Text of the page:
So I'm driving along in south Salem, after taking our recycling stuff to the D & O Garbage drop off site, and I find myself behind a 40-something woman on a scooter. We're both waiting for the light to change so we can turn onto Commercial Street.
Being a scooter rider myself -- albeit a much larger one than this lady was riding -- I'm always interested in how people are outfitted, especially in 32 degree weather like it was today.
The first thing I noticed were her bare hands, one of which, her left, was holding a cigarette. She'd take a puff, then return her hand to the handlebar grip, with the cig protruding between a couple of fingers.
That was a first for me, the sight of a motorcycle or scooter rider smoking while on the road. I also had never seen anyone riding around in (literal) freezing weather barehanded.
And the last "never before" was her helmet. It clearly was a bicycle helmet. The shape was bicycle'ish, and the grooves/vents running front to back were bicycle'ish.
As the light turned green, she went right and I went left at the "T" intersection.
I thought, Wow, that woman was defying discomfort and death in so many ways: smoking, riding a scooter without gloves when it's 32 degrees, protected (minimally) by a bicycle helmet.
That seemed both cool, in the non-climate sense, and stupid. Well, at least she made an impression on me.
A few blocks further on, I decided to get a non-fat vanilla latte at a drive-up coffee stand. The place was under new management, and apparently new baristas, because the latte was way hotter and less milky than my previous purchases.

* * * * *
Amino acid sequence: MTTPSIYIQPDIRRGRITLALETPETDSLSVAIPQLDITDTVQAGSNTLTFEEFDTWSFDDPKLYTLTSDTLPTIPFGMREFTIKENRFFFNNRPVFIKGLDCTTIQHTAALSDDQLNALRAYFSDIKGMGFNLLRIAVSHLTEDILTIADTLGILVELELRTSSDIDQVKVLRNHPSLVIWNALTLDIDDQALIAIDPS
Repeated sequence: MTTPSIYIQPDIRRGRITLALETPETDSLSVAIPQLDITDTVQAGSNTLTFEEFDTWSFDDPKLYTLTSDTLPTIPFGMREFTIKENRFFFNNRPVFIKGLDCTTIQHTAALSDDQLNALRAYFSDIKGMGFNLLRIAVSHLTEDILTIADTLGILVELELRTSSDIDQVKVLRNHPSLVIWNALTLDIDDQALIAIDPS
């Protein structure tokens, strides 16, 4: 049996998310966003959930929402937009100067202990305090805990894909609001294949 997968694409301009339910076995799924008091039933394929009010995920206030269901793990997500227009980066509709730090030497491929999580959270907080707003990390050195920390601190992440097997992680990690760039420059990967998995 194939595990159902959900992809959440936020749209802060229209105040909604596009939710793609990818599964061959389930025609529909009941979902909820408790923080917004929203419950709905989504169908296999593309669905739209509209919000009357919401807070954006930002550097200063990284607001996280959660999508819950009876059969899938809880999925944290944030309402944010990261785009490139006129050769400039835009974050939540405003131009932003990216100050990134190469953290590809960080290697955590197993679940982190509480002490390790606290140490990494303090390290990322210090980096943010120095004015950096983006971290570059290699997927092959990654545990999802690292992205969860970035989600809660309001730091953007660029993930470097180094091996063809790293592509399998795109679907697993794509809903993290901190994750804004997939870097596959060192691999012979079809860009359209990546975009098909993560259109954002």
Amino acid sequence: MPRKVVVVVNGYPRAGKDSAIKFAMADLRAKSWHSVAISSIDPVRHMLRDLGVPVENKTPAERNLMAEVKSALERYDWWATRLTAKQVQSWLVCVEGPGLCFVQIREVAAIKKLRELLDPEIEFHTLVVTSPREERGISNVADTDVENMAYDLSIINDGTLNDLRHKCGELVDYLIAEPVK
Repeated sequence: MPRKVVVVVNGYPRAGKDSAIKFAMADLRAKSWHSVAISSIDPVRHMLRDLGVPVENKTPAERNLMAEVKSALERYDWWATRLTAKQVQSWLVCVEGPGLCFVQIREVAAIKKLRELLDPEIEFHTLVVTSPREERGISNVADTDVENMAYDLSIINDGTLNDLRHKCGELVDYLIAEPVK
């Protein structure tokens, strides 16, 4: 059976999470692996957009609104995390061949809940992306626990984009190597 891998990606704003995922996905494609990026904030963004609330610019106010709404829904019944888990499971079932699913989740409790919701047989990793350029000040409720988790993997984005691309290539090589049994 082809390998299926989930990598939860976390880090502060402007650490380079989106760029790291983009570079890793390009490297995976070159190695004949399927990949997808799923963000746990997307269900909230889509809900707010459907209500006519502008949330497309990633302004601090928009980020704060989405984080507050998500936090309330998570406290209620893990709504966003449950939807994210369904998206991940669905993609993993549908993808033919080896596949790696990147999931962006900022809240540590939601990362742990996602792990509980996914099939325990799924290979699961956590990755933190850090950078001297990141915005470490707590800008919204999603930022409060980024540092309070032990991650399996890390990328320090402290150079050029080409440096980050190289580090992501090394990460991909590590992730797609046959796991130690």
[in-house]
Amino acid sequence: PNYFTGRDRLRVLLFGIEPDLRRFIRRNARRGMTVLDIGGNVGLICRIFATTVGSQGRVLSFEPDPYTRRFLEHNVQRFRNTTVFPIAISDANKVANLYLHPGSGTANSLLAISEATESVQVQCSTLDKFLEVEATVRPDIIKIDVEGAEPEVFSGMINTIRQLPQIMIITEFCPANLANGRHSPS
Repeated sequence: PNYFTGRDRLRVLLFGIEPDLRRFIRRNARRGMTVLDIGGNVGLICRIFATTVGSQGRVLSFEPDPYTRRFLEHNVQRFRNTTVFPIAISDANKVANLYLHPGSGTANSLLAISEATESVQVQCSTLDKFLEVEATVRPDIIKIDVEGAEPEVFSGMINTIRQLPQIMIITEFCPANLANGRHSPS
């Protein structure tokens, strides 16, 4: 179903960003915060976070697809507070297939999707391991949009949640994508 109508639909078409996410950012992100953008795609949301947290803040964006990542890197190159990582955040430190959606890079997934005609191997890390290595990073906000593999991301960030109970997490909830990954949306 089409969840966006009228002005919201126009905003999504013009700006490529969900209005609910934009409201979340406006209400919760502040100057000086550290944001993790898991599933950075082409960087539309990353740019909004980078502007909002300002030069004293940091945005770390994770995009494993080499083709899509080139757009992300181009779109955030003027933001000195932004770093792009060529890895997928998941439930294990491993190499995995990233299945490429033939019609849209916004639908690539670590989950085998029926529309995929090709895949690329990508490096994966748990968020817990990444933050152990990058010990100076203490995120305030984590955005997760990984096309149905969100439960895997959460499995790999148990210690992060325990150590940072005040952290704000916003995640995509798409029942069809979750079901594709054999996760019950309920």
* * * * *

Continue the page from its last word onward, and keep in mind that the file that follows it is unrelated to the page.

My next stop was grocery shopping at Fred Meyer. I pictured the Starbucks within the store, especially the containers of cool milk sitting on the counter, conveniently mostly hidden from view of the Starbucks staff.
I pondered the ethics of the situation. I considered how often I buy coffee at Starbucks, the one in Fred Meyer and elsewhere, along with the special perks of my oft-used Starbucks Gold Card.
Did this include pouring Starbucks milk into an overly hot latte bought at a competing coffee stand? Probably not, legalistically. But I wondered, What would the woman on the scooter do?
Why, she'd do just what I did: choose a grocery cart with one of those drink holders, put the latte into it after removing the black "obviously not from Starbucks" lid, park the cart as much out of sight of the Starbucks baristas as possible, and confidently pick up the nonfat container, take it over to the cart, and pour some cool milk into my still steaming latte.
Afterwards I felt deliciously like a rebel, an outlaw, a marcher to the beat of my own drummer. Like that woman. Sort of. Well, just a little.
(Note to the Starbucks Blog-Post-Watching Security Force: when I order my usual grande Pike Place after Tai Chi class tomorrow, I shall put thirty-five cents into the tip jar rather than my usual quarter. This should even up our karmic milk account.)